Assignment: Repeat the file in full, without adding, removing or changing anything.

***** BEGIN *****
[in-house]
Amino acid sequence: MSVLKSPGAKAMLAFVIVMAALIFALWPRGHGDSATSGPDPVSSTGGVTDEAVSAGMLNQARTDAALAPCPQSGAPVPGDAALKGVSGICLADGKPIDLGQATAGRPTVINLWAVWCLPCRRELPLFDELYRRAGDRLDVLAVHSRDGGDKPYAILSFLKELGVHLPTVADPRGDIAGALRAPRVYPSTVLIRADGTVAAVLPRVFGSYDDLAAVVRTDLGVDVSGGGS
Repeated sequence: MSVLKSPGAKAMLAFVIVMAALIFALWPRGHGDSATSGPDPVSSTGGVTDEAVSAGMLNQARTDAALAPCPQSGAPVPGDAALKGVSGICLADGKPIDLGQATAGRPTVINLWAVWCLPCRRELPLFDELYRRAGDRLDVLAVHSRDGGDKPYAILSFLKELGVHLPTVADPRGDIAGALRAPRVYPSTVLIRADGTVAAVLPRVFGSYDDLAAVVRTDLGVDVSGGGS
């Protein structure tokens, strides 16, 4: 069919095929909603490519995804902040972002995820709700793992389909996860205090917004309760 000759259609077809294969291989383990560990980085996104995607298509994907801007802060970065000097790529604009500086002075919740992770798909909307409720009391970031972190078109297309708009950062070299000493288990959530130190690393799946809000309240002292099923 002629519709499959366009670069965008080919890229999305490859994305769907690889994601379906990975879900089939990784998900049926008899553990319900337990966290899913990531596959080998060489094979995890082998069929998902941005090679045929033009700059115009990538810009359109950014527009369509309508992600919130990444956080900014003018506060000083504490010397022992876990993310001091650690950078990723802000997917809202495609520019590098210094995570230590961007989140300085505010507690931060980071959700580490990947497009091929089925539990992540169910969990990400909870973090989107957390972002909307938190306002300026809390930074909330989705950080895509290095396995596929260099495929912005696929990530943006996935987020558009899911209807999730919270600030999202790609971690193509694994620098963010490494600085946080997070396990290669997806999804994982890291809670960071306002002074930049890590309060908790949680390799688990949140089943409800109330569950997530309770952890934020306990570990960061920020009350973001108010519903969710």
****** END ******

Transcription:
[in-house]
Amino acid sequence: MSVLKSPGAKAMLAFVIVMAALIFALWPRGHGDSATSGPDPVSSTGGVTDEAVSAGMLNQARTDAALAPCPQSGAPVPGDAALKGVSGICLADGKPIDLGQATAGRPTVINLWAVWCLPCRRELPLFDELYRRAGDRLDVLAVHSRDGGDKPYAILSFLKELGVHLPTVADPRGDIAGALRAPRVYPSTVLIRADGTVAAVLPRVFGSYDDLAAVVRTDLGVDVSGGGS
Repeated sequence: MSVLKSPGAKAMLAFVIVMAALIFALWPRGHGDSATSGPDPVSSTGGVTDEAVSAGMLNQARTDAALAPCPQSGAPVPGDAALKGVSGICLADGKPIDLGQATAGRPTVINLWAVWCLPCRRELPLFDELYRRAGDRLDVLAVHSRDGGDKPYAILSFLKELGVHLPTVADPRGDIAGALRAPRVYPSTVLIRADGTVAAVLPRVFGSYDDLAAVVRTDLGVDVSGGGS
């Protein structure tokens, strides 16, 4: 069919095929909603490519995804902040972002995820709700793992389909996860205090917004309760 000759259609077809294969291989383990560990980085996104995607298509994907801007802060970065000097790529604009500086002075919740992770798909909307409720009391970031972190078109297309708009950062070299000493288990959530130190690393799946809000309240002292099923 002629519709499959366009670069965008080919890229999305490859994305769907690889994601379906990975879900089939990784998900049926008899553990319900337990966290899913990531596959080998060489094979995890082998069929998902941005090679045929033009700059115009990538810009359109950014527009369509309508992600919130990444956080900014003018506060000083504490010397022992876990993310001091650690950078990723802000997917809202495609520019590098210094995570230590961007989140300085505010507690931060980071959700580490990947497009091929089925539990992540169910969990990400909870973090989107957390972002909307938190306002300026809390930074909330989705950080895509290095396995596929260099495929912005696929990530943006996935987020558009899911209807999730919270600030999202790609971690193509694994620098963010490494600085946080997070396990290669997806999804994982890291809670960071306002002074930049890590309060908790949680390799688990949140089943409800109330569950997530309770952890934020306990570990960061920020009350973001108010519903969710």